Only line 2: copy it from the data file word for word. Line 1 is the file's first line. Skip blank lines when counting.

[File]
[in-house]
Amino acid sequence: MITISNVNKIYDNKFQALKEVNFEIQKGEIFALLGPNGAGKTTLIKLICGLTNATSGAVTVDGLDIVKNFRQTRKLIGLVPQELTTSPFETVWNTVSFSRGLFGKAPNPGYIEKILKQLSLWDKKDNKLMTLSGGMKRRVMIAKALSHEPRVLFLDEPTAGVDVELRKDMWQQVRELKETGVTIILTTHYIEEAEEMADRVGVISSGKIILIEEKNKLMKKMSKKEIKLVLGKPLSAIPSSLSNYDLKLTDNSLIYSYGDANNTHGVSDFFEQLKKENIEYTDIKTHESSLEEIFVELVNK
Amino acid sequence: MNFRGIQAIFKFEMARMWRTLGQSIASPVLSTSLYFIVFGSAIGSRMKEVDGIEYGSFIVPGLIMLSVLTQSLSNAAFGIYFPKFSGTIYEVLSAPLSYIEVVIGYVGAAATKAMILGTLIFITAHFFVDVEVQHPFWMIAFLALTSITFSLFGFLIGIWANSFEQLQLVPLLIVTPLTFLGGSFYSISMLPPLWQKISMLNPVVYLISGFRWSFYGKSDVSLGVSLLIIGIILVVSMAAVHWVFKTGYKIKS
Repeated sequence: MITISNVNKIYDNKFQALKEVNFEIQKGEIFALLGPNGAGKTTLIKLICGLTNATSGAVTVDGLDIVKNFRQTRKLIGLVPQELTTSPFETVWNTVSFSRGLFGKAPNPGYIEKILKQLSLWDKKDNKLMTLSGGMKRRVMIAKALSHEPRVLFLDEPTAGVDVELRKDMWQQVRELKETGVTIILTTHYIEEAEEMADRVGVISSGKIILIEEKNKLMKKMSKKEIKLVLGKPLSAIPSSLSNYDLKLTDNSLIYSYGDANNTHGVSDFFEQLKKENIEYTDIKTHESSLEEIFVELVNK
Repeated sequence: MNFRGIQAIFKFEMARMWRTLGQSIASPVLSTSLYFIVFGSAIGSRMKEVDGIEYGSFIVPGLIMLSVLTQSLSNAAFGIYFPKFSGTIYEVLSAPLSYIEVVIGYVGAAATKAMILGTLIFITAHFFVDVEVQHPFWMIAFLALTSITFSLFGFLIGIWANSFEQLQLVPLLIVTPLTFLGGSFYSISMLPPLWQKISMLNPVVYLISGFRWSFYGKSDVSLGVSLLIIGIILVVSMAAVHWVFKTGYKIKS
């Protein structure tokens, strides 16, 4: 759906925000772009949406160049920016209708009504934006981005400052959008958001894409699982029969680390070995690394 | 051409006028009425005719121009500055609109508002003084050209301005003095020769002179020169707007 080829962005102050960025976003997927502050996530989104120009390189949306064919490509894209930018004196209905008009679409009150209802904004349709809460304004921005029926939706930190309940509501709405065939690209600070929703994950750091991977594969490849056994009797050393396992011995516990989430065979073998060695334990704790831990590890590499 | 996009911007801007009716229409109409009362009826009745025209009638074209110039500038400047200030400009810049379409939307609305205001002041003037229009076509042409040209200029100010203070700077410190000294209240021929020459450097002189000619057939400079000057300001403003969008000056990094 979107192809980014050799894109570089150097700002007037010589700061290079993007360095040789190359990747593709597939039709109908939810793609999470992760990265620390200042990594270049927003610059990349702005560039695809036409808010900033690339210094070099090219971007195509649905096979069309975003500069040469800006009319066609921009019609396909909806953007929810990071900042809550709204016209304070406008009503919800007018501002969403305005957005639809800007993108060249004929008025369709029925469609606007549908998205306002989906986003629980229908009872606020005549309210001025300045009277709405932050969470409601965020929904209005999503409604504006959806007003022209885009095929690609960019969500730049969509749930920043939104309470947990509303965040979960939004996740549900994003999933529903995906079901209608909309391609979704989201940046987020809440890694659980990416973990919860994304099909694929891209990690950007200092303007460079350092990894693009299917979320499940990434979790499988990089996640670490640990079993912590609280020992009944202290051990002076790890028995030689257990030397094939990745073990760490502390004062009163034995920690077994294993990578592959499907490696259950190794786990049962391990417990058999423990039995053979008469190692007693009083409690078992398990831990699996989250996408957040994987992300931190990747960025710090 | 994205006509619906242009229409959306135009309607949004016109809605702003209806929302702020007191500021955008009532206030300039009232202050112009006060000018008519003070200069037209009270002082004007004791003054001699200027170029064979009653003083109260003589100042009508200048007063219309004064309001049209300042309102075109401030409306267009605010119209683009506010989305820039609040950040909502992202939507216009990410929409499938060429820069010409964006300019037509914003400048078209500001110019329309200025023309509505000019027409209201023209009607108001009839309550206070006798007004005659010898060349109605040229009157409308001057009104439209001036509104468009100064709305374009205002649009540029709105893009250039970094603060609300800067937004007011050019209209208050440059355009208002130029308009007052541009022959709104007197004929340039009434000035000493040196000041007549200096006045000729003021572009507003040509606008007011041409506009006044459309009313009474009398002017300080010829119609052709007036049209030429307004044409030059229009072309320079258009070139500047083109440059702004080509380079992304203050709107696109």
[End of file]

Amino acid sequence: MITISNVNKIYDNKFQALKEVNFEIQKGEIFALLGPNGAGKTTLIKLICGLTNATSGAVTVDGLDIVKNFRQTRKLIGLVPQELTTSPFETVWNTVSFSRGLFGKAPNPGYIEKILKQLSLWDKKDNKLMTLSGGMKRRVMIAKALSHEPRVLFLDEPTAGVDVELRKDMWQQVRELKETGVTIILTTHYIEEAEEMADRVGVISSGKIILIEEKNKLMKKMSKKEIKLVLGKPLSAIPSSLSNYDLKLTDNSLIYSYGDANNTHGVSDFFEQLKKENIEYTDIKTHESSLEEIFVELVNK